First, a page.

The latest chapter in what has been the wildest offseason in NFL history takes place in Tampa Bay. Buccaneers head coach Bruce Arians is retiring from coaching and will be moving into a front-office role as a Senior Football Consultant with the organization, the team announced. Defensive coordinator Todd Bowles has been elevated to head coach.
While this comes as the latest shocker to scroll across the NFL ticker, Arians told NBC Sports and the Los Angeles Times that he began thinking about making this move at the NFL Scouting Combine a month ago. He also thought about retirement following the Buccaneers' Super Bowl LVI victory in February 2021. Of course, Arians instead elected to try to repeat this past season, and the Buccaneers were eliminated in the divisional round.
"I have spent most of the last 50 years of my life on the sidelines as a football coach in one form or another," Arians said in his statement released by the team. "Today, I have made the decision to move from the sidelines into another role with the Buccaneers front office, assisting Jason Licht and his staff. I love football. I love the relationships, the strategy, the competition—everything. It has been one hell of a ride, but I know this is the right time for me to make this transition."
Naturally, the timing of this retirement from coaching will cause many to speculate that it could have something to do with Tom Brady deciding to come out of retirement himself. There had been rumors that the pair's relationship had soured over Brady's tenure in Tampa Bay, but Arians noted that the two have a "great relationship off the field." In fact, Brady deciding to unretire ultimately paved the way for this decision because Arians knew that the team would be competitive in his departure.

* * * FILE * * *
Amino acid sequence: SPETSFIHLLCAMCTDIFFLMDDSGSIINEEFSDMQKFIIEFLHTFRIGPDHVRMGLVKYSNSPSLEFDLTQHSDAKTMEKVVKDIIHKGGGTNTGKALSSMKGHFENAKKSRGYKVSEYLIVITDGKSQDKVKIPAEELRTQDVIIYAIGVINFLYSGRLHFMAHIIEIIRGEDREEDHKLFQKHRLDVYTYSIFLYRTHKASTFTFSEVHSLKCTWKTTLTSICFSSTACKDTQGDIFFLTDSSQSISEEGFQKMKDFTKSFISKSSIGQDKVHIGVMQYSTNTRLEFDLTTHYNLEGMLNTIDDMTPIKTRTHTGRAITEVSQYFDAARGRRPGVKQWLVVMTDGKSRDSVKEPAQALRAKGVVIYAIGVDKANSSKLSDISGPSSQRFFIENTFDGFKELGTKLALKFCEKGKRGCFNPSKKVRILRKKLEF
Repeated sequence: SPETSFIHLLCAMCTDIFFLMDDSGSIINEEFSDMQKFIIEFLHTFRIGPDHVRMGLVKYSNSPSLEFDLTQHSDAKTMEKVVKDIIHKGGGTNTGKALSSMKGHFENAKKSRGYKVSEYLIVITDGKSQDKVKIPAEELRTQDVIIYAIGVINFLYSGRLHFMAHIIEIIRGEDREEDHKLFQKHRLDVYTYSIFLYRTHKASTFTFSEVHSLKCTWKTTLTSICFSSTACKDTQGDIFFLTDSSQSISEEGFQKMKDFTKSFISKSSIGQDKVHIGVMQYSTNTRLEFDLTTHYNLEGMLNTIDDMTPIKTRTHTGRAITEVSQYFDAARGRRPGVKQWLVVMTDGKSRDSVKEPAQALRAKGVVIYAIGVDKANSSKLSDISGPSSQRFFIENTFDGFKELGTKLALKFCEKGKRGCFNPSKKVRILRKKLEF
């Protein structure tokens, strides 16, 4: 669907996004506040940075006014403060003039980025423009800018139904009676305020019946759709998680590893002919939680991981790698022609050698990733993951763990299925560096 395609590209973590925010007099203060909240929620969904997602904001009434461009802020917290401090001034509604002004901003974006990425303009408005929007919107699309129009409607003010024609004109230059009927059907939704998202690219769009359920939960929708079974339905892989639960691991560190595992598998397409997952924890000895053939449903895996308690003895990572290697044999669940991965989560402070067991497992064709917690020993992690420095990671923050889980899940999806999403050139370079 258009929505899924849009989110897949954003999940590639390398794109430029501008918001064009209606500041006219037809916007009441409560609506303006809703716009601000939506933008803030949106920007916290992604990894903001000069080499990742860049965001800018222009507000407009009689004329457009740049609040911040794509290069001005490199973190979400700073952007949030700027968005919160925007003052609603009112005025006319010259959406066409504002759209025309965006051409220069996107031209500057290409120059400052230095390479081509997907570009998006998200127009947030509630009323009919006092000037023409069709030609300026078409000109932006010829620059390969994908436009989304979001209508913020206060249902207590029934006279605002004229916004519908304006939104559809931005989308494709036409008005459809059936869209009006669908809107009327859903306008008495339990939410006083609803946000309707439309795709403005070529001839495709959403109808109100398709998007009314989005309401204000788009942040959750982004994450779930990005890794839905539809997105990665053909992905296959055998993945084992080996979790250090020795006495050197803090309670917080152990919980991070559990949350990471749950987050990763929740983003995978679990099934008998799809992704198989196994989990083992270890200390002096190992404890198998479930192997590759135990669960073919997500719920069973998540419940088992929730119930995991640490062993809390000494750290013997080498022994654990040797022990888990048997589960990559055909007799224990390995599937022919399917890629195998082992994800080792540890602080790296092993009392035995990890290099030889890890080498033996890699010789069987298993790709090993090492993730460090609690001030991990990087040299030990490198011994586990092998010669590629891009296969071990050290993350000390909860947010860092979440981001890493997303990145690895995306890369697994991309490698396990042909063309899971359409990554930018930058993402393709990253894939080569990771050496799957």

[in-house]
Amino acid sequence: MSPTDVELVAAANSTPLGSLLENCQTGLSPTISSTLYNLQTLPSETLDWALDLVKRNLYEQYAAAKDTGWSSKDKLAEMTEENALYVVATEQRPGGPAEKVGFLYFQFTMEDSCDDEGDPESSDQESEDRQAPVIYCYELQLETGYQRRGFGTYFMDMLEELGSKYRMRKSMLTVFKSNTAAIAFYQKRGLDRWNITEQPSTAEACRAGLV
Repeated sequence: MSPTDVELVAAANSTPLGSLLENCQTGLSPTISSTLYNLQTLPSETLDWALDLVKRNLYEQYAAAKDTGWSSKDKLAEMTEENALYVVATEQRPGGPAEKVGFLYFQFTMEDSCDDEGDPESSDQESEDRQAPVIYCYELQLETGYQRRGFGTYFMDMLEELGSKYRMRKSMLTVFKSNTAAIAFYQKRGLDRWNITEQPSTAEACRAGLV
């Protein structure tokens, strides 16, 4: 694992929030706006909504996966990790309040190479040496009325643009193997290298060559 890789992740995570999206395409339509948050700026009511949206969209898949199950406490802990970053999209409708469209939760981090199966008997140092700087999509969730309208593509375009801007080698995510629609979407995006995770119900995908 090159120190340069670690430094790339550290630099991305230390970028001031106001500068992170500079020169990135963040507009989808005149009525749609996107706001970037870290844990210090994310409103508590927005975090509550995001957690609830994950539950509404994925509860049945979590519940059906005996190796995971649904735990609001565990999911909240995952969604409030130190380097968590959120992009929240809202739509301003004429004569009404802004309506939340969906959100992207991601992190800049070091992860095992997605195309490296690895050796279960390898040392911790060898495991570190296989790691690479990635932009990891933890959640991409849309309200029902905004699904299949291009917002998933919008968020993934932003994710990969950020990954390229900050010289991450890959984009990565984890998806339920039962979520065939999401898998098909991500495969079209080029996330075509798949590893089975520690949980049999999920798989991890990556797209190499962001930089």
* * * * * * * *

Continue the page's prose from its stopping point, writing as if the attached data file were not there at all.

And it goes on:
"Tom was kind of the key," Arians told NBC Sports and the L.A Times. "When Tom decided to come back … and all of these guys back now, it's the perfect timing for me just to go into the front office and still have the relationships that I love."
Oh, and if you were wondering if Arians may pull a Tom Brady himself and try to come out of retirement at some point down the line, he effectively slammed that door shut saying: "This is it. I'm gonna be 70 in October. I just look forward to helping the Bucs because they've been so great to me and my family."
Meanwhile, Bowles -- who Adam Schefter of ESPN reports is now receiving a new five-year, head-coaching contract -- was Arians' recommended successor and is happy that he is able to hand over a stable roster as he ascends to head coach.
"Succession has always been huge for me," Arians said. "With the organization in probably the best shape it's been in its history, with Tom Brady coming back … I'd rather see Todd in position to be successful and not have to take some [crappy] job. I'm probably retiring next year anyway, in February. So, I control the narrative right now. I don't control it next February because [if] Brady gets hurt, we go 10-7, and it's an open interview for the job … I got 31 [coaches and their] families that depend on me. My wife is big on not letting all those families down."
Bowles has been with the Buccaneers organization dating to 2019 when he was hired as the club's defensive coordinator. Prior to that, he was the head coach of the New York Jets from 2015 to 2018. The 58-year-old's hiring is set to be the fourth full-time minority coach hired by the Glazers, which is the most in NFL history.
As for Arians, the 69-year-old originally stepping into the NFL as a running backs coach for the Kansas City Chiefs in 1989. He'd then go on to make notable stops in Indianapolis where he worked as Peyton Manning's first quarterbacks coach, was the offensive coordinator for the Pittsburgh Steelers during the early days of Ben Roethlisberger, and most recently coaching Tom Brady en route to the quarterback's record seventh Super Bowl title.
He ends his coaching career with an 80-48-1 record in the regular season to go along with a 6-3 mark in the playoffs.